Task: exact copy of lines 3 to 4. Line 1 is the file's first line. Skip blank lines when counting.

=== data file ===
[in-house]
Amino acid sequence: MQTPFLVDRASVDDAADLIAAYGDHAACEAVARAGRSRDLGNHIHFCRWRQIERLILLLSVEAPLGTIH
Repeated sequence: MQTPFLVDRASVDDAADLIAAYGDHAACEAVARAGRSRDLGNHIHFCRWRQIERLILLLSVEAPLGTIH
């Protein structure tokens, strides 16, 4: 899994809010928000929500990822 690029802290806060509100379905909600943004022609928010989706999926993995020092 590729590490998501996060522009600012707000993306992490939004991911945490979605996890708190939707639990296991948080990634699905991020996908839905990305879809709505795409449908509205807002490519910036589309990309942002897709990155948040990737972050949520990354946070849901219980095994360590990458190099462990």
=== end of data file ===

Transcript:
Repeated sequence: MQTPFLVDRASVDDAADLIAAYGDHAACEAVARAGRSRDLGNHIHFCRWRQIERLILLLSVEAPLGTIH
């Protein structure tokens, strides 16, 4: 899994809010928000929500990822 690029802290806060509100379905909600943004022609928010989706999926993995020092 590729590490998501996060522009600012707000993306992490939004991911945490979605996890708190939707639990296991948080990634699905991020996908839905990305879809709505795409449908509205807002490519910036589309990309942002897709990155948040990737972050949520990354946070849901219980095994360590990458190099462990």